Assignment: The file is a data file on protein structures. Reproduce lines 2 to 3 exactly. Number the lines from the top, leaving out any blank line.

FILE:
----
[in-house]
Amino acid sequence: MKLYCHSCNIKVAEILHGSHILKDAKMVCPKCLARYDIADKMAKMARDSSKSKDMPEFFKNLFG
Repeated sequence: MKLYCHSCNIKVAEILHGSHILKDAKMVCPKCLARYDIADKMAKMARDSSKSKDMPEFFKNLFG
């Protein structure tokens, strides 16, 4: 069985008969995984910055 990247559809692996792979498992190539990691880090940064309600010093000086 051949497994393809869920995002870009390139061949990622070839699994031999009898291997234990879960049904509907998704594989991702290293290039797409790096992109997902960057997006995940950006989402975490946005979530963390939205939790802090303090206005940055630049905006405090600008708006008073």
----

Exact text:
Amino acid sequence: MKLYCHSCNIKVAEILHGSHILKDAKMVCPKCLARYDIADKMAKMARDSSKSKDMPEFFKNLFG
Repeated sequence: MKLYCHSCNIKVAEILHGSHILKDAKMVCPKCLARYDIADKMAKMARDSSKSKDMPEFFKNLFG